What really happened at Clapham

THIS WEEK IN 1993: Gift of life put on ice – surgeon preserves transplant organs

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I was going to write about the Clapham rail disaster last Saturday, but thought I would wait and see if the error made in nearly every report of the crash had been sorted. Apparently not.

I was based at Woking at the time and was on the scene of the crash the following day with an equipment train, renewing the tracks.

Four of the crew involved were colleagues of mine while the guard and driver on the up Bournemouth (Bomo) were known to me.

In every report it stated that, like the Harrow and Wealdstone crash some 34 years previously, two trains crashed and another ‘piled’ into the wreckage.

What actually occurred on that fateful day 25 years ago last week was that the driver of the Basingstoke (Basing) train stopped at the Clapham home signal to report a previous signal had flashed back in front of him.

While on the phone to the signalman his train moved forward some feet. He guessed what had happened.

The following train, the late-running one from Bournemouth, crashed into the rear of his.

At that precise moment a set of empty coaching stock (ECS) was passing on its way to Wimbledon Park Depot and the front car of the Bomo and the rear of the Basing ricocheted into the third and fourth cars.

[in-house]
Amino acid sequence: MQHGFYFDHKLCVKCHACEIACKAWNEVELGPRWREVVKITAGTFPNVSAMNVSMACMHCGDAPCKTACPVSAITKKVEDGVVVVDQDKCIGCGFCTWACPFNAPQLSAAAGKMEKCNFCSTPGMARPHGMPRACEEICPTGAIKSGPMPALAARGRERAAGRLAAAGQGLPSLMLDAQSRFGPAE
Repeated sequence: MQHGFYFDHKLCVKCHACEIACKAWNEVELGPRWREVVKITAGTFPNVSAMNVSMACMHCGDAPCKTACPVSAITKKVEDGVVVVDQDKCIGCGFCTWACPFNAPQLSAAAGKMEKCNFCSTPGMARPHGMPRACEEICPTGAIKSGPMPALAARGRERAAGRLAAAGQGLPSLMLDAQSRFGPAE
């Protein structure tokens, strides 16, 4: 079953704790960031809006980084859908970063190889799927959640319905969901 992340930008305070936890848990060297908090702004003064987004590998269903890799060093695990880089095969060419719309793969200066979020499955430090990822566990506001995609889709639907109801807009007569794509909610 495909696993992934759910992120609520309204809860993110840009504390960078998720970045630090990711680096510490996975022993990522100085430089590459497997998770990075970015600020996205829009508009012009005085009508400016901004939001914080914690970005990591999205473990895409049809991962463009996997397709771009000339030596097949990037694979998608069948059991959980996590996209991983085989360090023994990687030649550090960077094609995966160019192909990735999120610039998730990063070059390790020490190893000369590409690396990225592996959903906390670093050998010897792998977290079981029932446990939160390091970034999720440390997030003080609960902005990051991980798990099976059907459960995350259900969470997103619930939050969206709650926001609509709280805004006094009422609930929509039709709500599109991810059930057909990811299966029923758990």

The force of the collision caused the front car to become uncoupled from the rest of the train and continue a few yards where it came to a halt as the brake pipe had burst.

If the ECS had crashed into the wreckage of the crash, as most reports say, then the guard and driver would have been severely injured at least and the front car would not be standing some yards ahead of the crash as can be seen in photographs of the incident.

This collision may have saved the day a little, although 35 people died. If the ECS were not passing, the two up trains would have spread out across the Down Main and Up and Down local lines causing more chaos.

Luckily for the guard on the ECS he was travelling with the driver as was the custom of the time. If he had been sitting in his brake he would no doubt have been killed or seriously injured as this carriage was wrecked.

What is rarely mentioned is that the Bomo was late as yobs put a cement mixer on the line near Bournemouth the previous evening and it could not be moved until the early hours of the morning. That is why the Bomo was running late.

Another incident rarely mentioned is that the passengers in the undamaged rear four-car set opened the doors of the train, jumped down and walked up the bank to the road.